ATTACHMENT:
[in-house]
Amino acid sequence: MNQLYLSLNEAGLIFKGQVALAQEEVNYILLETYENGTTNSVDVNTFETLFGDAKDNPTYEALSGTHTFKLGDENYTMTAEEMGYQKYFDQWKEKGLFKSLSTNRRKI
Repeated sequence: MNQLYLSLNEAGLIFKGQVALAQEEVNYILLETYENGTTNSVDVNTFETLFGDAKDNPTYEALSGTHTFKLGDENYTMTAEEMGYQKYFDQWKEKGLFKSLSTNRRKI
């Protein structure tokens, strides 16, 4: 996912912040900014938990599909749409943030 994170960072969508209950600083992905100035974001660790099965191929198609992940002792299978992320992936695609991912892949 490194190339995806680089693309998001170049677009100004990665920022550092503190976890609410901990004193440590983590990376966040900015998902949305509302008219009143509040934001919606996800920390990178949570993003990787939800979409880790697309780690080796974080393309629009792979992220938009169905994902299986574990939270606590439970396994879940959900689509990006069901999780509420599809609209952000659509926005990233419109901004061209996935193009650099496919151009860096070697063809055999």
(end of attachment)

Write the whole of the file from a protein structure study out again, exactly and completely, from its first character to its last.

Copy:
[in-house]
Amino acid sequence: MNQLYLSLNEAGLIFKGQVALAQEEVNYILLETYENGTTNSVDVNTFETLFGDAKDNPTYEALSGTHTFKLGDENYTMTAEEMGYQKYFDQWKEKGLFKSLSTNRRKI
Repeated sequence: MNQLYLSLNEAGLIFKGQVALAQEEVNYILLETYENGTTNSVDVNTFETLFGDAKDNPTYEALSGTHTFKLGDENYTMTAEEMGYQKYFDQWKEKGLFKSLSTNRRKI
């Protein structure tokens, strides 16, 4: 996912912040900014938990599909749409943030 994170960072969508209950600083992905100035974001660790099965191929198609992940002792299978992320992936695609991912892949 490194190339995806680089693309998001170049677009100004990665920022550092503190976890609410901990004193440590983590990376966040900015998902949305509302008219009143509040934001919606996800920390990178949570993003990787939800979409880790697309780690080796974080393309629009792979992220938009169905994902299986574990939270606590439970396994879940959900689509990006069901999780509420599809609209952000659509926005990233419109901004061209996935193009650099496919151009860096070697063809055999």